Could someone please tell me if i am still going to have to pay from my small SS monthly benefit check about 125.00 a month for Medicare,even though all my medical needs are taken care of by my Local VA Hospitals??? I do not presently pay into any other health insurance program and i rely on the VA for all my medical needs.
    Any help or information on this matter would be greatly appreciated….Thank you,Carl.

    • DAV

      Hi Carl,

      Please feel free to email us at and we’ll forward your question to our Service Department.

  • Bruce

    The only medical problems I have are related to agent orange. Because of the terrible service I received due to a massive heart attack I want to pick up part b coverage. Now I have to pay a $50 per month penalty for the rest of my life because the VA is not considered credible coverage. Looks like I’m sentenced to death by the VA or pay out the nose for part b coverage. What hasn’t this been challenged in the courts. Also we take care of illegal aliens and screw the vets.

  • David

    I am currently at 70% disable and also classified as unemployable and using the V.A. for all my medical needs. I do not have a problem with treatment at the clinics or at the main hospital Audrey L. Murphy. I was concerned with the fact that I am turning 65 in August. I didn’t know if I should enroll with Medicare B. The A is free. I cannot see paying $120.00 a month when I am being seen at the V.A. I called and was informed that I don’t have to enroll but there is always a chance that congress my not appropriate funding for all veterans in the future (lowest priority) So what else is new! I am rolling the dice and and gamble that the V.A. will be around for me for and the deserving future veterans.

  • Gaston

    Bottom line – if you are happy with your VA care, enrolled in the full VA healthcare program, in a high priority group (Priority One or Two) I do not see why you would need Medicare or Tricare. So why waste money on medicare premiums? Of course the government will take your money, but what would you get in return if you use VA only? I have had Tricare for years and never used it once. Near as I can tell, upon reaching 65, Tricare requires you to enroll in Medicare Part B (at your expense) or you will lose Tricare. My wife uses Tricare and I asked Tricare if I did not maintain my Tricare coverage (because I did not enroll in Medicare Part B) would my wife lose her coverage. The answer was “no, she will maintain coverage on here own” unless at age 65 she does not enroll in Medicare Part B. In her case, it makes sense to enrolll in Medicare because she does not have VA coverage. Also, I asked if I enroll in Medicare in the future, will I resume my Tricare coverage and the answer was “yes”. The only reason to buy Medicare coverage is if I became unhappy with VA care. At that point, to start Medicare I would have to pay an additional percentage of premium for every year I delayed signing up for Medicare but my plan at this point is to never pay for Medicare. I will sign up for Medicare Part A because it is free.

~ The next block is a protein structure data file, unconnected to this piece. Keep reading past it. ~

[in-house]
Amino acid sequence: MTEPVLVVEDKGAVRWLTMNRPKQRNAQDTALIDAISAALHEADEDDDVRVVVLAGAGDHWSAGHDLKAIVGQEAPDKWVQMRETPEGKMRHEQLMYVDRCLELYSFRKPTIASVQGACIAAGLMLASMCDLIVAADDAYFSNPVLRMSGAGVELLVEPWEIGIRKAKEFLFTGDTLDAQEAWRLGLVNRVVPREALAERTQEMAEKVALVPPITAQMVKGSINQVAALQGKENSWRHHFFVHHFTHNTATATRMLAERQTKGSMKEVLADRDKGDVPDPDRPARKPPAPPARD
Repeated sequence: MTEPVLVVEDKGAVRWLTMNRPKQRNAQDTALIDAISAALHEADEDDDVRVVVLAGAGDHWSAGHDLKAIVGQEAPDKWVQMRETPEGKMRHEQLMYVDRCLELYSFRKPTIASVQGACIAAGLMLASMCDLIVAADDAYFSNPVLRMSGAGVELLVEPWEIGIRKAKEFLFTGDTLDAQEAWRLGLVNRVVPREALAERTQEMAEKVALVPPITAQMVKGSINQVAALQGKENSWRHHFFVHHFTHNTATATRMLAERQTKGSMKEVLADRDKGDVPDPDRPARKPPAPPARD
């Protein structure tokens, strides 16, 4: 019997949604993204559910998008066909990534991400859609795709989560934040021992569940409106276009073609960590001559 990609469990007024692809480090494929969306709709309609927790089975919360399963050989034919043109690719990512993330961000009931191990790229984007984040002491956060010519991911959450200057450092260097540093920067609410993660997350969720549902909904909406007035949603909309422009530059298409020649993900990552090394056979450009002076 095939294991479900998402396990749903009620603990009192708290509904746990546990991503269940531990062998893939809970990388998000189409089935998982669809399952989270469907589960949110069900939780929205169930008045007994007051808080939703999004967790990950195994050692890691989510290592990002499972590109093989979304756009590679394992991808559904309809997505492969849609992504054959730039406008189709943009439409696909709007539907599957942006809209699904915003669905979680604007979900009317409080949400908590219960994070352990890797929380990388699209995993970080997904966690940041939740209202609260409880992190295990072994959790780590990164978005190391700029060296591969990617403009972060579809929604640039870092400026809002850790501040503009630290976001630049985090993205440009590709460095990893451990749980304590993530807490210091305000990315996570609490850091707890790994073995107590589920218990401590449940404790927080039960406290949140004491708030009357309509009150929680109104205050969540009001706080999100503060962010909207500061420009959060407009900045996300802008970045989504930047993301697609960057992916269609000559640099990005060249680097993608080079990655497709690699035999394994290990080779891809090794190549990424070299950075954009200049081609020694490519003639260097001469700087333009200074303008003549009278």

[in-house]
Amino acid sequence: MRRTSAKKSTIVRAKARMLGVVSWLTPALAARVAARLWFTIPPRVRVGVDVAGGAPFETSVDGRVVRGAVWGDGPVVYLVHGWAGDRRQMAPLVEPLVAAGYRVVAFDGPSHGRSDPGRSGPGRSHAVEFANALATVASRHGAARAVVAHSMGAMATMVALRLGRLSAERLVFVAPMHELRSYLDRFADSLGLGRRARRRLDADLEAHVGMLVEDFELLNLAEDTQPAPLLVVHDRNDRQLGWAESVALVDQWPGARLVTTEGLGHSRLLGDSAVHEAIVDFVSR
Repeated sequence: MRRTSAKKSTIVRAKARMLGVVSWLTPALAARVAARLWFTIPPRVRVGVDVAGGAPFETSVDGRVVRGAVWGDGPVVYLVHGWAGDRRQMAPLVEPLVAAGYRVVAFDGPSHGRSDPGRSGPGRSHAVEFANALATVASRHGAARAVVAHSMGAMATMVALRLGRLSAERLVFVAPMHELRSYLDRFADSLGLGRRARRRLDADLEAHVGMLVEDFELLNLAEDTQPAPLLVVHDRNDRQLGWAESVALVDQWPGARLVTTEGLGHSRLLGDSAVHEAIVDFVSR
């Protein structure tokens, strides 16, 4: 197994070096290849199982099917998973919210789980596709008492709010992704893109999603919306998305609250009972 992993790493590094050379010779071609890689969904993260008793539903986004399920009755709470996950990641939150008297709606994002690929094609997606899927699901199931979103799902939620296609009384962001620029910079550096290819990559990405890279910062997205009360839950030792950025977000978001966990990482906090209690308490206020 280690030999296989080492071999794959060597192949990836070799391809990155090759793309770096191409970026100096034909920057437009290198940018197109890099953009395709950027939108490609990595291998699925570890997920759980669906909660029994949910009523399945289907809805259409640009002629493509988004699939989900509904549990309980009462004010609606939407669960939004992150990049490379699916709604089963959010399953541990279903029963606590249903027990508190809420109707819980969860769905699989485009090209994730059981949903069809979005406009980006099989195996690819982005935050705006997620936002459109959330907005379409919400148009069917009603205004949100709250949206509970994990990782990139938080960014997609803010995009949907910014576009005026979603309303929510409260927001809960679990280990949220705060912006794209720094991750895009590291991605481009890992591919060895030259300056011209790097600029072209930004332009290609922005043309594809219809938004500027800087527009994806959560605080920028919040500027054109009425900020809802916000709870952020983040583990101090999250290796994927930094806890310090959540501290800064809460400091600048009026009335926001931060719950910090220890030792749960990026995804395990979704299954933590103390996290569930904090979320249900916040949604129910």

• Muleagain

    I’m 100% SC and use VA, however since some moron doctor red flagged me, the quality of care has dropped way down. So I dont know what to do, all the crap on medicare has me seeing red. So can I see a real doctor and get my drugs at VA?